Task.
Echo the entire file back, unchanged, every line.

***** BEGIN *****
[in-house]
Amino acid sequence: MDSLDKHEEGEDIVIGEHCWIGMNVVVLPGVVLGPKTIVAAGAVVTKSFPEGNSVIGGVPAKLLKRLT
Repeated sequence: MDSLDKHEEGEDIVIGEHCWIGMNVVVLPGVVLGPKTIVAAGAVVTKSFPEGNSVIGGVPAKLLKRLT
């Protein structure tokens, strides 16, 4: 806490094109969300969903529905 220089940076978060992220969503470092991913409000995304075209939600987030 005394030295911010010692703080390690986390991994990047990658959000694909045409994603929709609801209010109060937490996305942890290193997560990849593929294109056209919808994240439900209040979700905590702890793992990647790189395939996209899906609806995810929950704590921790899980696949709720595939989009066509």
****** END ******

[in-house]
Amino acid sequence: MDSLDKHEEGEDIVIGEHCWIGMNVVVLPGVVLGPKTIVAAGAVVTKSFPEGNSVIGGVPAKLLKRLT
Repeated sequence: MDSLDKHEEGEDIVIGEHCWIGMNVVVLPGVVLGPKTIVAAGAVVTKSFPEGNSVIGGVPAKLLKRLT
């Protein structure tokens, strides 16, 4: 806490094109969300969903529905 220089940076978060992220969503470092991913409000995304075209939600987030 005394030295911010010692703080390690986390991994990047990658959000694909045409994603929709609801209010109060937490996305942890290193997560990849593929294109056209919808994240439900209040979700905590702890793992990647790189395939996209899906609806995810929950704590921790899980696949709720595939989009066509």